We opted to live in tents by the airport. Four months later in July 1961, B Company 6 RMR arrived to take over from D Company 4 RMR. Major David Daud, who led B Company 6 RMR, chose that empty villa as his Officers' Mess. The battle group of 4 RMR and C Squadron 2 Recce had already moved south into Nyunzu, then to Albertville (Kalemie) in northern Katanga.

In October 1961, the balance of A Squadron 2 Recce commanded by the Squadron 2 I/C Captain Maurice Lam, arrived at Kindu from Stanleyville, the stronghold of the Gizenge faction. Lam had discreetly kept a Ferret at the garage behind the Officers' Mess out of view from the road. A Squadron 2 Recce was the most overstretched unit in the Congo, one troop and tactical SHQ in Elisabethville, half troop in Kamina and the remainder now in Kindu.

On 11 November 1961, two Italian Air Force C119 arrived at Kamina to airlift two Ferrets under Sam Low that were stranded since 13 September, into Kindu. They arrived around noon on that Saturday. After unloading the Ferrets, the 13 Italian air crew were ready to fly back to Leopoldville. Their last words to A Squadron were whether they had anything to be sent to Leopoldville.

Then Major David Daud arrived and invited them for lunch at the Officers' Mess. During this period, there were big movements of Congolese troops belonging to the Gizenga faction, passing through Kindu, en route to Stanleyville. They had gone south to attack Kongolo, a strong Tshombe garrison town. Instead of defeating the Katangese, they were soundly trounced by the Katangese led by white mercenaries.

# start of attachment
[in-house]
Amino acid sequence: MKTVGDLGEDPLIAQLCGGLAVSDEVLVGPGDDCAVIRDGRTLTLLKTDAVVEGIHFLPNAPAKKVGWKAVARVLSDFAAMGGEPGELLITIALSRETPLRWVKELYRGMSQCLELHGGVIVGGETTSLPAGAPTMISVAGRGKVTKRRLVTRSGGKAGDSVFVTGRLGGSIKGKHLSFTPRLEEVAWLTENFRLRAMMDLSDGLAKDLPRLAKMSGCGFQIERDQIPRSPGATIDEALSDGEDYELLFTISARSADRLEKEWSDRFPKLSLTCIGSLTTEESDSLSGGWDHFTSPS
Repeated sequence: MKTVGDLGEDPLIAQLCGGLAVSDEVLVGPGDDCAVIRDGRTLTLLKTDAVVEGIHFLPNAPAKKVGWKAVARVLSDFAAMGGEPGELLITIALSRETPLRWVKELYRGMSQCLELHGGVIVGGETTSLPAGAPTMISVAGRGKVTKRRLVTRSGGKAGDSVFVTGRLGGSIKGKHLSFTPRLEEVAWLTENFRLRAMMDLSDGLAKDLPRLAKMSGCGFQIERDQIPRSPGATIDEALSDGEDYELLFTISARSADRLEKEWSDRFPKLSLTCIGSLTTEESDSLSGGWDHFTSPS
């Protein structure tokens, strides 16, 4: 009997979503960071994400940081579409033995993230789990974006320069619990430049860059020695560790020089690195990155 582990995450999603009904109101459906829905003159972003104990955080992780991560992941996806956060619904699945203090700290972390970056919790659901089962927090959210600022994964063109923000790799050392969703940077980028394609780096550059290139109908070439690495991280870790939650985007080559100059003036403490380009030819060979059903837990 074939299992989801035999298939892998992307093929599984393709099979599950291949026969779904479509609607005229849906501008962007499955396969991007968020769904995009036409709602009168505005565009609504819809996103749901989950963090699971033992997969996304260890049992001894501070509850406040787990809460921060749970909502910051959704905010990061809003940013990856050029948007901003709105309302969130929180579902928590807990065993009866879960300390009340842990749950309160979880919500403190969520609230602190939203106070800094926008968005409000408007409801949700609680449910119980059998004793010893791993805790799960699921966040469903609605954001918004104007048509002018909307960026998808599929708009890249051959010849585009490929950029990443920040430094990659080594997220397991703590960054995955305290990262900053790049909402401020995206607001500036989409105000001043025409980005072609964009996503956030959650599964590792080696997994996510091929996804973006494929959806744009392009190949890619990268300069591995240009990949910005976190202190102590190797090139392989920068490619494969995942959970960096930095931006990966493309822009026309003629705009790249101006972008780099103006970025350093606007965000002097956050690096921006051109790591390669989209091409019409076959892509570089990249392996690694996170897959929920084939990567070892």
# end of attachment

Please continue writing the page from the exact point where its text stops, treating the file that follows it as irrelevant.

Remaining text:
Imagine the low morale state of this rag-tag rebellious army. It was during this lunch when part of this group of Congolese soldiers passing by in front of the Officers' Mess, saw the Italians and accused them of being Belgians (Note: in the Katangese army, there were many Belgian officers) and demanded for them to be handed over. When the commotion started, Captain Lam signalled Sam Low and Neville Siebel to take out the hidden Ferret.

With Sam driving, and Neville commanding, the sight of the Ferret appearing out of no where stunned the Congolese. A decisive command decision by Major Daud could have saved the Italians but he ordered Neville to go to the airport. Once the Ferret disappeared, the Congolese stormed into the Officers' Mess. They assaulted the Italians, captured some weapons from our guard section and looted the Officers' Mess.

Neville could not accept the situation and he came back with four of his own troop's Ferret armoured cars. At this juncture, the situation could still be saved. Most of the Italians who were badly beaten up were being taken to the Congolese trucks. What was the action of Major Daud? He came in front of Neville's Ferret and shouted "Don't shoot!", and once more ordered them to return to the airport. The fate of the 13 Italians was sealed.

In his annual report, the ONUC Supreme Commander stated that their "enquiries into the... tragic events at Kindu" was not the fault of the MSF. Nevertheless, the Kindu massacre of the 13 Italians remains a blot on the history of the MSF, the army and the country. Fourteen months later, it was still in the mind of our senior most officer, Major General Tunku Osman Jewa. As Brigadier of the Army, he first visited MSF in Leopoldville on 16 January 1961.

On 15 January 1963, on his last visit, he addressed all officers of 2 RMR and C Squadron 2 Recce at the Bukavu Officers' Mess. 2 RMR A Company and B Company, together with C Squadron 2 Recce, were getting ready to mount a major operation on 17 January 1963 in Kongolo to round up all Katangese soldiers. In his pep talk, and I remember this distinctly, the General said, "If any one of them were to go against Major Daud, I would give him all the medals I could get." That sums up the big frustration of the Kindu incident.

The aftermath.

The following awards were bestowed: Captain MSC Lam, the PGB
2/Lt Neville Siebel, the PGB
2/Lt Sam Low Tang Yeow, the KPK (mentioned in dispatch)
WO2 Wong Swee Choon, the KPK

posted by Major D Swami (Retired) @ 10:54 PM